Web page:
Leading Article: Parents who choose their child's gender

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The Independent Online
SHE WILL never be so celebrated as Louise Brown, the world's first test-tube baby, who is now approaching her 16th birthday. But Sophie May Clark, the child born in Britain amid controversy after a process of 'gender selection', will certainly merit at least a footnote in the history books of medical ethics.

It is tempting to react with horror to the idea of parents playing God, deciding whether to have a boy or a girl. More distasteful still are the high fees that the clinics charge for a success rate barely

20 per cent better than nature unaided. But should parents be forbidden to choose a baby's sex before conception?

If interference with nature were to be outlawed per se, fertility treatment, in-vitro fertilisation and genetic engineering would all be illegal - and so would abortion and contraception. The fact that gender choice seems a trivial use of scarce scientific resources may make it inappropriate for the health service. But it need not prevent parents from paying for such a service if they wish to.

Some who want gender selection to be made illegal believe that its widespread use could eventually lead to gender imbalance. If it became available in the world's poorer countries, where boys are valued more highly than girls for various social and economic reasons, might not the result be an excess of men in the developing world? It might. But, equally, the resulting imbalances might right themselves.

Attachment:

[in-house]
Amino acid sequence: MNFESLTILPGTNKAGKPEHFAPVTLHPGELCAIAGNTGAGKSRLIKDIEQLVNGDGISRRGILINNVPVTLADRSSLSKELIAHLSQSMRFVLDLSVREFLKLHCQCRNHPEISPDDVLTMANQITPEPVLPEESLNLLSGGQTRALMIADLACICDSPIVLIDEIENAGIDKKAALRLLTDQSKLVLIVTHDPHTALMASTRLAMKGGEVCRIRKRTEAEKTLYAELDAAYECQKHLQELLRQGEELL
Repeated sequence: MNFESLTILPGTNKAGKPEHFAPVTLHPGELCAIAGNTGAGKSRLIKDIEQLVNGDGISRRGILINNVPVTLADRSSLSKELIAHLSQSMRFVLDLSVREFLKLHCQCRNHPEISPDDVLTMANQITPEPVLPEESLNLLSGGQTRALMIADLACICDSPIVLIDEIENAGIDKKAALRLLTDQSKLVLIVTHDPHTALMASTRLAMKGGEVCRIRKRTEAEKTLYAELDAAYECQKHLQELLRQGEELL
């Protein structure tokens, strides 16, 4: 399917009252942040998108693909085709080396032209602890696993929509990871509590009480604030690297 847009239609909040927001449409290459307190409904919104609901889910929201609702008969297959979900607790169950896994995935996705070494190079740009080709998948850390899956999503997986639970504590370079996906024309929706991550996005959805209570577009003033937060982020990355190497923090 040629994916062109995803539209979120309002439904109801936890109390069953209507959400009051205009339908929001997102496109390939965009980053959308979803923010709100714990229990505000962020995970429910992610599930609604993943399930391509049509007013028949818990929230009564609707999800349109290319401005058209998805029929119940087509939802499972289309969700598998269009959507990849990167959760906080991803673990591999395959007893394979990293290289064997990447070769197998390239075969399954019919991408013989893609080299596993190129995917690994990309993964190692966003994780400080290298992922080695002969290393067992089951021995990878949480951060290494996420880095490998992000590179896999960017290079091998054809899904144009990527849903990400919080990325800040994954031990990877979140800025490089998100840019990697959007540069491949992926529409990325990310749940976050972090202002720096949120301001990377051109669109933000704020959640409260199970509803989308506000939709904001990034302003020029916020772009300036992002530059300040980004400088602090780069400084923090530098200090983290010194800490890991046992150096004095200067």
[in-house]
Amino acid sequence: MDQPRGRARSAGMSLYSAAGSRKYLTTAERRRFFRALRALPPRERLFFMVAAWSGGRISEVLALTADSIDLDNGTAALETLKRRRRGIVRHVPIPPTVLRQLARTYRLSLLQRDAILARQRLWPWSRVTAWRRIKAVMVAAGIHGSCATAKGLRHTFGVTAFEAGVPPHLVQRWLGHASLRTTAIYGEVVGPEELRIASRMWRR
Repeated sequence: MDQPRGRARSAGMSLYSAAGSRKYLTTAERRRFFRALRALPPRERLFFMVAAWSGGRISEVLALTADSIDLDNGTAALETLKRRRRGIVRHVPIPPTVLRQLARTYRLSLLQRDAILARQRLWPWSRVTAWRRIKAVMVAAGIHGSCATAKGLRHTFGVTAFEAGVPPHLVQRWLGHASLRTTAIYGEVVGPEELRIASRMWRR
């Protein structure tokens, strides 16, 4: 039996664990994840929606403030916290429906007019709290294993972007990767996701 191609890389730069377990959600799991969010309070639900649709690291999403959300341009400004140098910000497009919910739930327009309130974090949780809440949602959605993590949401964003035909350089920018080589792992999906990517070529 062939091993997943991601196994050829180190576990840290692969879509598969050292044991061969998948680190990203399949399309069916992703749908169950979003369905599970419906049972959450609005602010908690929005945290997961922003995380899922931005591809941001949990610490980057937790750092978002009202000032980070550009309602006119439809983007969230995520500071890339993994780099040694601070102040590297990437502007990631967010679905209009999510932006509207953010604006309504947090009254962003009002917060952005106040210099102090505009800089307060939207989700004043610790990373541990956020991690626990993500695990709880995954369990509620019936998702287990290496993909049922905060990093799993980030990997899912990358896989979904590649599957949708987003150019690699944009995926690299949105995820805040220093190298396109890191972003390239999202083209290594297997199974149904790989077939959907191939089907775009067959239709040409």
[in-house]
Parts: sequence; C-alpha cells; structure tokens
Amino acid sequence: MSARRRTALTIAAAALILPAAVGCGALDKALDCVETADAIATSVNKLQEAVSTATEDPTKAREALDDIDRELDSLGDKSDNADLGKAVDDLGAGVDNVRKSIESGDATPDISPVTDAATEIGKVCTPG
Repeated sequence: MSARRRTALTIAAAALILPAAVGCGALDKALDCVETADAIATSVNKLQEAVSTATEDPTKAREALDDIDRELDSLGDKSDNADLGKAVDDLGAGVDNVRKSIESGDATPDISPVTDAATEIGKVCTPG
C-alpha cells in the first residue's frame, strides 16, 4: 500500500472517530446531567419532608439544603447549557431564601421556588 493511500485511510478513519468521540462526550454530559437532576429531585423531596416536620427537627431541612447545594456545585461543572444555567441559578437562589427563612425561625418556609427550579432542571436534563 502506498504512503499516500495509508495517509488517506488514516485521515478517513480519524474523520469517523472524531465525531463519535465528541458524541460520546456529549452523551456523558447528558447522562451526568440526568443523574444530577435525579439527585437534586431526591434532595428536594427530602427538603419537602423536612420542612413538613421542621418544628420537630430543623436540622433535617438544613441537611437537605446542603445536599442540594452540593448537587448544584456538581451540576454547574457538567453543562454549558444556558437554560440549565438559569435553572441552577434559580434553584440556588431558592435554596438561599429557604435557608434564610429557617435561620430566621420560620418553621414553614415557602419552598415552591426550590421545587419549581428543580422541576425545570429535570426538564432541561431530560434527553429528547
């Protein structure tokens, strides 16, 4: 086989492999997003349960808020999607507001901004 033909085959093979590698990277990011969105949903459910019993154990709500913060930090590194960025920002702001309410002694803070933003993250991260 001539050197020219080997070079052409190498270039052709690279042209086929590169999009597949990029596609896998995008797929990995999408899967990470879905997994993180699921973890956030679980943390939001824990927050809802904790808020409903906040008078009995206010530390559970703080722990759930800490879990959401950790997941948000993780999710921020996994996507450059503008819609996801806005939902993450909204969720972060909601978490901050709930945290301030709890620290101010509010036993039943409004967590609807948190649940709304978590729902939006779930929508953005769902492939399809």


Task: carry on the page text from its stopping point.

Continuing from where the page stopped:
As girls became scarcer, their dowries would shrink to nothing, then turn negative; and instead of being able to demand money for marrying, husbands would be forced by scarcity to pay dowries to their wives' families.

In any case, sex discrimination is under pressure from pragmatism, even in countries such as India and China. Countries where women are encouraged to stay at home and look after the children, and perhaps even forbidden to vote or to drive a car, are coming to realise that their position in the next century will depend on putting the talents of their populations to best use. That means liberating women. As the greater value of women sinks in, the pressures on parents to have male children will diminish.

But there is one overwhelming reason for the state to hold back from regulation. Couples who are truly determined to have a child of one sex rather than another will not be put off their resolve by the closure of gender-choice clinics. They will merely resort to aborting female foetuses abroad - or, in extreme cases, to infanticide. Whatever one thinks of gender selection, these two evils must be worse.

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